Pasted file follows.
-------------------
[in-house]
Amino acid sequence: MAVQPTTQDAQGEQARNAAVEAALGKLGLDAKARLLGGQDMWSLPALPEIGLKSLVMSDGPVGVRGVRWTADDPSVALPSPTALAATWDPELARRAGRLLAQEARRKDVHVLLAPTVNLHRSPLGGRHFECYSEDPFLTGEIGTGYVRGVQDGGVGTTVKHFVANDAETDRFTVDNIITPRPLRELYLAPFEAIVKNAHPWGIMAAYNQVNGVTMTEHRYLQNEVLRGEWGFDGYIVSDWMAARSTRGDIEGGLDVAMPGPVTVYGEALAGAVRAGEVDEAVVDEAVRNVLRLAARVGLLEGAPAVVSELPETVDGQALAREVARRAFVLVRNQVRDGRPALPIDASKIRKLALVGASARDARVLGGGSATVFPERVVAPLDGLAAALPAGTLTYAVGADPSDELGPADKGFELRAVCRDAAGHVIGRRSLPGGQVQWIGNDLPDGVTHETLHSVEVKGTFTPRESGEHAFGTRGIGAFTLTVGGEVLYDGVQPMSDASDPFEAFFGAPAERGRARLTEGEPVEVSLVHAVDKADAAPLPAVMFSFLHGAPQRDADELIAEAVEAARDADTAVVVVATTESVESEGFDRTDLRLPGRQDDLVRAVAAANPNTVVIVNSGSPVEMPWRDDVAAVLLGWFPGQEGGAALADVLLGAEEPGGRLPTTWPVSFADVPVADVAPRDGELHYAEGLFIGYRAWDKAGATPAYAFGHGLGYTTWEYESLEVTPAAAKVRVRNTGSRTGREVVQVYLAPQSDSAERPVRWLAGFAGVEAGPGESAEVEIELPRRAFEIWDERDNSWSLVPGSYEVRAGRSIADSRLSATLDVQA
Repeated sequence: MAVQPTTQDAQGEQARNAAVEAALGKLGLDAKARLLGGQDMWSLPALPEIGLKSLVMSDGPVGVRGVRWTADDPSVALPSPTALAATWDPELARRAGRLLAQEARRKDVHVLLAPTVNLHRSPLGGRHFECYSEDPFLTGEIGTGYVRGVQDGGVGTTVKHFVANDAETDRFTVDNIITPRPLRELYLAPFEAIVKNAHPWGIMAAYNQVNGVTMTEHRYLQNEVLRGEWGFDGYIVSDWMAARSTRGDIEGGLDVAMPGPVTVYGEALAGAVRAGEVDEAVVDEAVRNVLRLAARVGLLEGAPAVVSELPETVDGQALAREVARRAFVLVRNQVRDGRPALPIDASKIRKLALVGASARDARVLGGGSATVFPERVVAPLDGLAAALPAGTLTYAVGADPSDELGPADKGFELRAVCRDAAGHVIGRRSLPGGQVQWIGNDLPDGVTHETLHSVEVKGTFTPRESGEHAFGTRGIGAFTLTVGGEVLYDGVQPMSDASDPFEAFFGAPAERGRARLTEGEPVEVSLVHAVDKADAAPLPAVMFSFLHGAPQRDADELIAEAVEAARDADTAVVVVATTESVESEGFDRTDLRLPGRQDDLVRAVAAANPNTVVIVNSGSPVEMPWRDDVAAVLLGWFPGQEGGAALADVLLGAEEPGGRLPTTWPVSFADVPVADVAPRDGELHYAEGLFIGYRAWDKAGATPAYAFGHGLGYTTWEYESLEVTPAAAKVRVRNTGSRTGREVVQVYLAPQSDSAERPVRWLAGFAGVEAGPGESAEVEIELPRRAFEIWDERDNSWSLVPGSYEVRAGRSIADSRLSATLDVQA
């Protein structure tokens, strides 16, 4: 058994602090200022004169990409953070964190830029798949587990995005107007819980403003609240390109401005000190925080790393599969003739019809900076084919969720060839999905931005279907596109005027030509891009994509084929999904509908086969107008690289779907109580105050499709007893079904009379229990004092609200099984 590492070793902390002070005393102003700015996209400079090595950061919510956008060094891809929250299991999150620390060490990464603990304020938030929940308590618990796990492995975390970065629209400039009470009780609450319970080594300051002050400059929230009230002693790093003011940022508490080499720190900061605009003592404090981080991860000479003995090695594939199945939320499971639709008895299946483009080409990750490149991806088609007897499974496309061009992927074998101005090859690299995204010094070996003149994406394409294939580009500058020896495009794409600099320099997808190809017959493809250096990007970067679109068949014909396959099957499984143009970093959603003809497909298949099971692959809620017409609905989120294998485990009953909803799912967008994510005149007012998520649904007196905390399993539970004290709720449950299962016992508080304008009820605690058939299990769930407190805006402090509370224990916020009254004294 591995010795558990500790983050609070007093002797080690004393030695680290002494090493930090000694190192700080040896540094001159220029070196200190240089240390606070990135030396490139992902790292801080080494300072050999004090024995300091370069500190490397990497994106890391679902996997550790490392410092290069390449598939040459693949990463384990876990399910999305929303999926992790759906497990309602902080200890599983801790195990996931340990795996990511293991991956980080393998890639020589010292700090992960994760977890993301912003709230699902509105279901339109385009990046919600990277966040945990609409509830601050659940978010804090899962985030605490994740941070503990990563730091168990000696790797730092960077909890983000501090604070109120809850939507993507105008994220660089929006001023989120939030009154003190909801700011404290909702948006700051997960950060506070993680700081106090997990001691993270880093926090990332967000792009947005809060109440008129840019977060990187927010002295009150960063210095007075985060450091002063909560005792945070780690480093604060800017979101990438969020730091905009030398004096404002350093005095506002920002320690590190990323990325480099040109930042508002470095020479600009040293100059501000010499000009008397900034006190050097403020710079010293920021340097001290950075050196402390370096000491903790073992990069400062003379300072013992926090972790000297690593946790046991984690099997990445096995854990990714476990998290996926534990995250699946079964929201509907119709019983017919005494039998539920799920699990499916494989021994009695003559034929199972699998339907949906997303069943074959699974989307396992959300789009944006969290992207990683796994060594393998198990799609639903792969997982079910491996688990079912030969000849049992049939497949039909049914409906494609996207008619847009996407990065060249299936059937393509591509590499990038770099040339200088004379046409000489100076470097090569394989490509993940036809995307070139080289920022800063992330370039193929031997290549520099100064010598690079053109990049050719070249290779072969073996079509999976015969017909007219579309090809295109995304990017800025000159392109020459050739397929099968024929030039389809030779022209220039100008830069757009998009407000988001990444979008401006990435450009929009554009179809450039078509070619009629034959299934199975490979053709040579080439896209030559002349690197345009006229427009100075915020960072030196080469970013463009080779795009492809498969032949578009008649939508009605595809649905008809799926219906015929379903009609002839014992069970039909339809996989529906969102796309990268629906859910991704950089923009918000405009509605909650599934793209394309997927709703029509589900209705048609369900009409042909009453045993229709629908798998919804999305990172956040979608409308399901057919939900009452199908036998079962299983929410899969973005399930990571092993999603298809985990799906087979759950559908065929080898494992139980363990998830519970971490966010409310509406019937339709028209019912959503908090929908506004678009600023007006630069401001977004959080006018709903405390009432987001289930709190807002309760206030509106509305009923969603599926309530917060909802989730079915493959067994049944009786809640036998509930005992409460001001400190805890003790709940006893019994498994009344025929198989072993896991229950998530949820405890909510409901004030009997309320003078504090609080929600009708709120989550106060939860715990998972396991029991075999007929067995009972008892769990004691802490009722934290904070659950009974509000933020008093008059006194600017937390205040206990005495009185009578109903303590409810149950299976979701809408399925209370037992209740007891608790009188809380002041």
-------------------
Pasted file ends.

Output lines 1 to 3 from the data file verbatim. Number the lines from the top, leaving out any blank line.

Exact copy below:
[in-house]
Amino acid sequence: MAVQPTTQDAQGEQARNAAVEAALGKLGLDAKARLLGGQDMWSLPALPEIGLKSLVMSDGPVGVRGVRWTADDPSVALPSPTALAATWDPELARRAGRLLAQEARRKDVHVLLAPTVNLHRSPLGGRHFECYSEDPFLTGEIGTGYVRGVQDGGVGTTVKHFVANDAETDRFTVDNIITPRPLRELYLAPFEAIVKNAHPWGIMAAYNQVNGVTMTEHRYLQNEVLRGEWGFDGYIVSDWMAARSTRGDIEGGLDVAMPGPVTVYGEALAGAVRAGEVDEAVVDEAVRNVLRLAARVGLLEGAPAVVSELPETVDGQALAREVARRAFVLVRNQVRDGRPALPIDASKIRKLALVGASARDARVLGGGSATVFPERVVAPLDGLAAALPAGTLTYAVGADPSDELGPADKGFELRAVCRDAAGHVIGRRSLPGGQVQWIGNDLPDGVTHETLHSVEVKGTFTPRESGEHAFGTRGIGAFTLTVGGEVLYDGVQPMSDASDPFEAFFGAPAERGRARLTEGEPVEVSLVHAVDKADAAPLPAVMFSFLHGAPQRDADELIAEAVEAARDADTAVVVVATTESVESEGFDRTDLRLPGRQDDLVRAVAAANPNTVVIVNSGSPVEMPWRDDVAAVLLGWFPGQEGGAALADVLLGAEEPGGRLPTTWPVSFADVPVADVAPRDGELHYAEGLFIGYRAWDKAGATPAYAFGHGLGYTTWEYESLEVTPAAAKVRVRNTGSRTGREVVQVYLAPQSDSAERPVRWLAGFAGVEAGPGESAEVEIELPRRAFEIWDERDNSWSLVPGSYEVRAGRSIADSRLSATLDVQA
Repeated sequence: MAVQPTTQDAQGEQARNAAVEAALGKLGLDAKARLLGGQDMWSLPALPEIGLKSLVMSDGPVGVRGVRWTADDPSVALPSPTALAATWDPELARRAGRLLAQEARRKDVHVLLAPTVNLHRSPLGGRHFECYSEDPFLTGEIGTGYVRGVQDGGVGTTVKHFVANDAETDRFTVDNIITPRPLRELYLAPFEAIVKNAHPWGIMAAYNQVNGVTMTEHRYLQNEVLRGEWGFDGYIVSDWMAARSTRGDIEGGLDVAMPGPVTVYGEALAGAVRAGEVDEAVVDEAVRNVLRLAARVGLLEGAPAVVSELPETVDGQALAREVARRAFVLVRNQVRDGRPALPIDASKIRKLALVGASARDARVLGGGSATVFPERVVAPLDGLAAALPAGTLTYAVGADPSDELGPADKGFELRAVCRDAAGHVIGRRSLPGGQVQWIGNDLPDGVTHETLHSVEVKGTFTPRESGEHAFGTRGIGAFTLTVGGEVLYDGVQPMSDASDPFEAFFGAPAERGRARLTEGEPVEVSLVHAVDKADAAPLPAVMFSFLHGAPQRDADELIAEAVEAARDADTAVVVVATTESVESEGFDRTDLRLPGRQDDLVRAVAAANPNTVVIVNSGSPVEMPWRDDVAAVLLGWFPGQEGGAALADVLLGAEEPGGRLPTTWPVSFADVPVADVAPRDGELHYAEGLFIGYRAWDKAGATPAYAFGHGLGYTTWEYESLEVTPAAAKVRVRNTGSRTGREVVQVYLAPQSDSAERPVRWLAGFAGVEAGPGESAEVEIELPRRAFEIWDERDNSWSLVPGSYEVRAGRSIADSRLSATLDVQA